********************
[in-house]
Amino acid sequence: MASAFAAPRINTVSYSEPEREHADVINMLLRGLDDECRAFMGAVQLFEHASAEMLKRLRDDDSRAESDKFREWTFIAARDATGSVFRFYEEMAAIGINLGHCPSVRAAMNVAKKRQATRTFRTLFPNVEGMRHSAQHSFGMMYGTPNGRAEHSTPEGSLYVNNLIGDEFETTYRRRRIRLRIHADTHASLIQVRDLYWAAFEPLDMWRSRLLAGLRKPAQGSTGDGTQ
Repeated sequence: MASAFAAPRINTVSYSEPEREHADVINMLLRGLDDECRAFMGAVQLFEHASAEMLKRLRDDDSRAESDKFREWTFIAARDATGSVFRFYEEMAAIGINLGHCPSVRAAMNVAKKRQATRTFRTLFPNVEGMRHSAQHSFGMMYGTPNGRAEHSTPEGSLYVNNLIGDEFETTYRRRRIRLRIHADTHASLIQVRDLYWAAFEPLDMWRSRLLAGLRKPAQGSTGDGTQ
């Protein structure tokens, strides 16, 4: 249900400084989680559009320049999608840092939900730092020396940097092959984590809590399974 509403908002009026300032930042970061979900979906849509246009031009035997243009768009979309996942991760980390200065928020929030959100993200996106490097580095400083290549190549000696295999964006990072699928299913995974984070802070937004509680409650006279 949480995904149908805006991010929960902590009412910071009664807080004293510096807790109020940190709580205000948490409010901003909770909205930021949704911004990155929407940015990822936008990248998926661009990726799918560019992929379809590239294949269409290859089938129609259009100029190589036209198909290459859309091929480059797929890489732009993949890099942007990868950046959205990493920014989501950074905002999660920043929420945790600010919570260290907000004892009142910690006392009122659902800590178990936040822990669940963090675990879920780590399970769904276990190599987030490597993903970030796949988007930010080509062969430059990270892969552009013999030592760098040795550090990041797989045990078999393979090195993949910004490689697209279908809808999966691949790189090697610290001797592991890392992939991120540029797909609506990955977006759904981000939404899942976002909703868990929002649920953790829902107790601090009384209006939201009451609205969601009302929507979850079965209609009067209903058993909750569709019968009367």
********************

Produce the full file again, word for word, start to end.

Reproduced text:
[in-house]
Amino acid sequence: MASAFAAPRINTVSYSEPEREHADVINMLLRGLDDECRAFMGAVQLFEHASAEMLKRLRDDDSRAESDKFREWTFIAARDATGSVFRFYEEMAAIGINLGHCPSVRAAMNVAKKRQATRTFRTLFPNVEGMRHSAQHSFGMMYGTPNGRAEHSTPEGSLYVNNLIGDEFETTYRRRRIRLRIHADTHASLIQVRDLYWAAFEPLDMWRSRLLAGLRKPAQGSTGDGTQ
Repeated sequence: MASAFAAPRINTVSYSEPEREHADVINMLLRGLDDECRAFMGAVQLFEHASAEMLKRLRDDDSRAESDKFREWTFIAARDATGSVFRFYEEMAAIGINLGHCPSVRAAMNVAKKRQATRTFRTLFPNVEGMRHSAQHSFGMMYGTPNGRAEHSTPEGSLYVNNLIGDEFETTYRRRRIRLRIHADTHASLIQVRDLYWAAFEPLDMWRSRLLAGLRKPAQGSTGDGTQ
């Protein structure tokens, strides 16, 4: 249900400084989680559009320049999608840092939900730092020396940097092959984590809590399974 509403908002009026300032930042970061979900979906849509246009031009035997243009768009979309996942991760980390200065928020929030959100993200996106490097580095400083290549190549000696295999964006990072699928299913995974984070802070937004509680409650006279 949480995904149908805006991010929960902590009412910071009664807080004293510096807790109020940190709580205000948490409010901003909770909205930021949704911004990155929407940015990822936008990248998926661009990726799918560019992929379809590239294949269409290859089938129609259009100029190589036209198909290459859309091929480059797929890489732009993949890099942007990868950046959205990493920014989501950074905002999660920043929420945790600010919570260290907000004892009142910690006392009122659902800590178990936040822990669940963090675990879920780590399970769904276990190599987030490597993903970030796949988007930010080509062969430059990270892969552009013999030592760098040795550090990041797989045990078999393979090195993949910004490689697209279908809808999966691949790189090697610290001797592991890392992939991120540029797909609506990955977006759904981000939404899942976002909703868990929002649920953790829902107790601090009384209006939201009451609205969601009302929507979850079965209609009067209903058993909750569709019968009367």